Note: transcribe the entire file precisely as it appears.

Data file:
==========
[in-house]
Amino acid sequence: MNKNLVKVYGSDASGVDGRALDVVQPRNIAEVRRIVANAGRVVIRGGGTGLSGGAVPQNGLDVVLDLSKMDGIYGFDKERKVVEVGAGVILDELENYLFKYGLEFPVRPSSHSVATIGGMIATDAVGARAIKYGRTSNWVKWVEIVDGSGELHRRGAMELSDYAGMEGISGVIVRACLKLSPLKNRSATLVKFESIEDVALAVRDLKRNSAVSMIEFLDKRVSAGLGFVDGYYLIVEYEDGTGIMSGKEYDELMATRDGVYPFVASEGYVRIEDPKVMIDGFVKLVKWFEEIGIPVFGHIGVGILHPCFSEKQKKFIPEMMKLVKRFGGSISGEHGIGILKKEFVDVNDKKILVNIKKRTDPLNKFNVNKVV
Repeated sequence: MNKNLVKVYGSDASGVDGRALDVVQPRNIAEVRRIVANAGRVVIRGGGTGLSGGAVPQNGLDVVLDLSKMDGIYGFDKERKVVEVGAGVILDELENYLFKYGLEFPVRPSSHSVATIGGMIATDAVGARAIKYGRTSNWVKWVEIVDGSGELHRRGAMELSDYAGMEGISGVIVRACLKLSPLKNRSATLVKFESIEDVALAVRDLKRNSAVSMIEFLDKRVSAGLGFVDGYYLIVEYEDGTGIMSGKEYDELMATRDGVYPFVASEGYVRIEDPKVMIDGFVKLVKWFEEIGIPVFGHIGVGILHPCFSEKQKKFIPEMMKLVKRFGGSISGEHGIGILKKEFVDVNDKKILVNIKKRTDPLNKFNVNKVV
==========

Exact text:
[in-house]
Amino acid sequence: MNKNLVKVYGSDASGVDGRALDVVQPRNIAEVRRIVANAGRVVIRGGGTGLSGGAVPQNGLDVVLDLSKMDGIYGFDKERKVVEVGAGVILDELENYLFKYGLEFPVRPSSHSVATIGGMIATDAVGARAIKYGRTSNWVKWVEIVDGSGELHRRGAMELSDYAGMEGISGVIVRACLKLSPLKNRSATLVKFESIEDVALAVRDLKRNSAVSMIEFLDKRVSAGLGFVDGYYLIVEYEDGTGIMSGKEYDELMATRDGVYPFVASEGYVRIEDPKVMIDGFVKLVKWFEEIGIPVFGHIGVGILHPCFSEKQKKFIPEMMKLVKRFGGSISGEHGIGILKKEFVDVNDKKILVNIKKRTDPLNKFNVNKVV
Repeated sequence: MNKNLVKVYGSDASGVDGRALDVVQPRNIAEVRRIVANAGRVVIRGGGTGLSGGAVPQNGLDVVLDLSKMDGIYGFDKERKVVEVGAGVILDELENYLFKYGLEFPVRPSSHSVATIGGMIATDAVGARAIKYGRTSNWVKWVEIVDGSGELHRRGAMELSDYAGMEGISGVIVRACLKLSPLKNRSATLVKFESIEDVALAVRDLKRNSAVSMIEFLDKRVSAGLGFVDGYYLIVEYEDGTGIMSGKEYDELMATRDGVYPFVASEGYVRIEDPKVMIDGFVKLVKWFEEIGIPVFGHIGVGILHPCFSEKQKKFIPEMMKLVKRFGGSISGEHGIGILKKEFVDVNDKKILVNIKKRTDPLNKFNVNKVV